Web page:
When areas of the brain responsible for key communication skills are affected, different aspects of speech and language can be affected. Some people may notice they have difficulty speaking fluently or finding the words they want to say. Others may struggle to understand what people are saying as easily as they used to. Strokes can also impact writing, spelling, and reading comprehension skills, also known as aphasia.
Cognitive communication skills such as memory, attention, reasoning, planning, organizing, and problem-solving can also be disrupted by a stroke and frequently co-occur with aphasia. Weaknesses in these areas can make it hard to listen and interpret information, express information coherently, manage distractions, as well as plan and problem, solve.
As a result, it becomes challenging to participate in conversations, because it is hard to catch important details, hold on to multiple pieces of information, and link and sequence your thoughts to form a clear message. If you are a loved one reading this blog, here is more information on how to communicate with your loved one with aphasia.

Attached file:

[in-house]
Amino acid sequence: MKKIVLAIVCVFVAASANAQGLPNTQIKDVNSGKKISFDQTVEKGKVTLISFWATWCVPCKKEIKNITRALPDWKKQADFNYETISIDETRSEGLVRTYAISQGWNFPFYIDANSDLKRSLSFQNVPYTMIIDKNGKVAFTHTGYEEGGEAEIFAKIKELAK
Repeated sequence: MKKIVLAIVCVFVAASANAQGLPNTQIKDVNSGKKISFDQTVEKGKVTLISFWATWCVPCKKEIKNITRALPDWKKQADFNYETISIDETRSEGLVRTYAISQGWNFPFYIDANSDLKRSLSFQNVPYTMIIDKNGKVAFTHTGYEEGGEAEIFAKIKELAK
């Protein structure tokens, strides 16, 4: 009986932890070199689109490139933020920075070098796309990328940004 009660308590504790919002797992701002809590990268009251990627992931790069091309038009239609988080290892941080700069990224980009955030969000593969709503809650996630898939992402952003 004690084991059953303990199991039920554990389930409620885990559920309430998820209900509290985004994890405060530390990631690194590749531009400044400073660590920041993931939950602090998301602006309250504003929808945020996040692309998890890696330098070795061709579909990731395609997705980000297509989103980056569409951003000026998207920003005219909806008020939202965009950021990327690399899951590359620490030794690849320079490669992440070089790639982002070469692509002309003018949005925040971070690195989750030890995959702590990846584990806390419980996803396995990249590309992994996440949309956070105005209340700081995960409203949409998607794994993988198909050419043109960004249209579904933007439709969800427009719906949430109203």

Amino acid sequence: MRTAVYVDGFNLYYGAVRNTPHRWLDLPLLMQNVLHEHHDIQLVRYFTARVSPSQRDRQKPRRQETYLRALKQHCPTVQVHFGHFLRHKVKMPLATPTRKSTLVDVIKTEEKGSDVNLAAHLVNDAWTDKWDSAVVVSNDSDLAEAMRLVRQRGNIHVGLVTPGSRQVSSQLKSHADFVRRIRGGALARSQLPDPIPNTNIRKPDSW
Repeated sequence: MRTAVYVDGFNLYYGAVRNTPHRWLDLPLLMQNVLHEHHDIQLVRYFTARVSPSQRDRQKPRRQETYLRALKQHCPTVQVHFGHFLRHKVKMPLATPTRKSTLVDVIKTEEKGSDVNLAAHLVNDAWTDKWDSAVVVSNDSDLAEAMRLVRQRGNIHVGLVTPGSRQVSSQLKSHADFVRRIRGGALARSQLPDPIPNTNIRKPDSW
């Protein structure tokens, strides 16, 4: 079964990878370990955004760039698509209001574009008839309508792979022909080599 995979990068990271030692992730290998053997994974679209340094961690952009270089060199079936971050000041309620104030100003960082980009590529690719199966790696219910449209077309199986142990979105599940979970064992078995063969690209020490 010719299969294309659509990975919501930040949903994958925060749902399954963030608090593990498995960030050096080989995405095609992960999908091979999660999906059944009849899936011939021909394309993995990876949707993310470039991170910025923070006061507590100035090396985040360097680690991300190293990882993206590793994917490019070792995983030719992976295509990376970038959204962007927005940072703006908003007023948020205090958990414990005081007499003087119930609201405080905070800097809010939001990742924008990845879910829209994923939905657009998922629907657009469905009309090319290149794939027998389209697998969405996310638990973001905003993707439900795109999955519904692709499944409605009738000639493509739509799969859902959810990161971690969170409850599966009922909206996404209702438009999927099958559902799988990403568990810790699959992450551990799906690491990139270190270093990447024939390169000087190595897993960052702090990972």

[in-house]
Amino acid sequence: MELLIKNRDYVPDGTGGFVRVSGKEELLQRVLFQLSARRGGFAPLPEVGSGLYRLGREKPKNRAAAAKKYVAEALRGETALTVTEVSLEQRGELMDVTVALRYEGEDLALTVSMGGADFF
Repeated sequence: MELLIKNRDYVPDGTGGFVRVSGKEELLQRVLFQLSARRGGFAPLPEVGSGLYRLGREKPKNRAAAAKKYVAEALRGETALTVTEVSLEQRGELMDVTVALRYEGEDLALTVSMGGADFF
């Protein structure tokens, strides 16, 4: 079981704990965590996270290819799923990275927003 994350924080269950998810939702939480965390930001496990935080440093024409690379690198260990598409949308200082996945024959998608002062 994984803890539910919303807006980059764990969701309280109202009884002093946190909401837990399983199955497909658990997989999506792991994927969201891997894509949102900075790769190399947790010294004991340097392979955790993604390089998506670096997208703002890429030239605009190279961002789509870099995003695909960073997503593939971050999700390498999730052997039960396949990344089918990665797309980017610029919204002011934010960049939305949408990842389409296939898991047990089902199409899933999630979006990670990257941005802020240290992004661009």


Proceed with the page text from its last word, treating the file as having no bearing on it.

Stroke Recovery Speech Exercises
To recover your cognitive communication abilities following a stroke, an SLP will guide you through a series of examinations to provide a comprehensive and in-depth profile of your speech, language, and cognitive-communication skills.
These tests help your clinician determine which areas of your communication have been impacted by the stroke to help them better understand your unique set of strengths and guide them toward developing a treatment plan to help you meet your personal goals.